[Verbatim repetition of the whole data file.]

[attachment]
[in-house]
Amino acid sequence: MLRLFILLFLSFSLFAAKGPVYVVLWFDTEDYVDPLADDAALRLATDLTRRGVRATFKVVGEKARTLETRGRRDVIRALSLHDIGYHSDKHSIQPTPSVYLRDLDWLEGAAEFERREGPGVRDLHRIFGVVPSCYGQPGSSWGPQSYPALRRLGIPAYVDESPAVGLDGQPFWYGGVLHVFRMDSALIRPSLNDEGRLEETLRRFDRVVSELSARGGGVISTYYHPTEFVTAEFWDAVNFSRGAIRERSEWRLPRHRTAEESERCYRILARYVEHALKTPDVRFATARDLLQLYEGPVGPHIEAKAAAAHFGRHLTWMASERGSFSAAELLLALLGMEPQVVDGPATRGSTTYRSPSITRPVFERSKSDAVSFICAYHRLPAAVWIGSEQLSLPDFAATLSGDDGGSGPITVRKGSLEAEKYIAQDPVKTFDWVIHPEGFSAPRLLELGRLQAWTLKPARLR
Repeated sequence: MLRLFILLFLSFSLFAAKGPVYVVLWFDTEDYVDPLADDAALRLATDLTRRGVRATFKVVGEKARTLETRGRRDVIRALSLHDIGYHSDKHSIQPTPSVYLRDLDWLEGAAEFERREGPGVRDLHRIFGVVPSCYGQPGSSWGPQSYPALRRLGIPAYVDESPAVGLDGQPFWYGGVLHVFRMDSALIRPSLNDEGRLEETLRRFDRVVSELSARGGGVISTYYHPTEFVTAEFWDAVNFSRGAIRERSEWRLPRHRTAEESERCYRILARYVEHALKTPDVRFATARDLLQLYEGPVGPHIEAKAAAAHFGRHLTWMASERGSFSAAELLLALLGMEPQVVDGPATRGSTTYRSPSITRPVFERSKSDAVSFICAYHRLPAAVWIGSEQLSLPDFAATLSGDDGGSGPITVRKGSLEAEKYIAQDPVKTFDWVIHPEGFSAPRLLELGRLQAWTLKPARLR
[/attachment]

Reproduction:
[in-house]
Amino acid sequence: MLRLFILLFLSFSLFAAKGPVYVVLWFDTEDYVDPLADDAALRLATDLTRRGVRATFKVVGEKARTLETRGRRDVIRALSLHDIGYHSDKHSIQPTPSVYLRDLDWLEGAAEFERREGPGVRDLHRIFGVVPSCYGQPGSSWGPQSYPALRRLGIPAYVDESPAVGLDGQPFWYGGVLHVFRMDSALIRPSLNDEGRLEETLRRFDRVVSELSARGGGVISTYYHPTEFVTAEFWDAVNFSRGAIRERSEWRLPRHRTAEESERCYRILARYVEHALKTPDVRFATARDLLQLYEGPVGPHIEAKAAAAHFGRHLTWMASERGSFSAAELLLALLGMEPQVVDGPATRGSTTYRSPSITRPVFERSKSDAVSFICAYHRLPAAVWIGSEQLSLPDFAATLSGDDGGSGPITVRKGSLEAEKYIAQDPVKTFDWVIHPEGFSAPRLLELGRLQAWTLKPARLR
Repeated sequence: MLRLFILLFLSFSLFAAKGPVYVVLWFDTEDYVDPLADDAALRLATDLTRRGVRATFKVVGEKARTLETRGRRDVIRALSLHDIGYHSDKHSIQPTPSVYLRDLDWLEGAAEFERREGPGVRDLHRIFGVVPSCYGQPGSSWGPQSYPALRRLGIPAYVDESPAVGLDGQPFWYGGVLHVFRMDSALIRPSLNDEGRLEETLRRFDRVVSELSARGGGVISTYYHPTEFVTAEFWDAVNFSRGAIRERSEWRLPRHRTAEESERCYRILARYVEHALKTPDVRFATARDLLQLYEGPVGPHIEAKAAAAHFGRHLTWMASERGSFSAAELLLALLGMEPQVVDGPATRGSTTYRSPSITRPVFERSKSDAVSFICAYHRLPAAVWIGSEQLSLPDFAATLSGDDGGSGPITVRKGSLEAEKYIAQDPVKTFDWVIHPEGFSAPRLLELGRLQAWTLKPARLR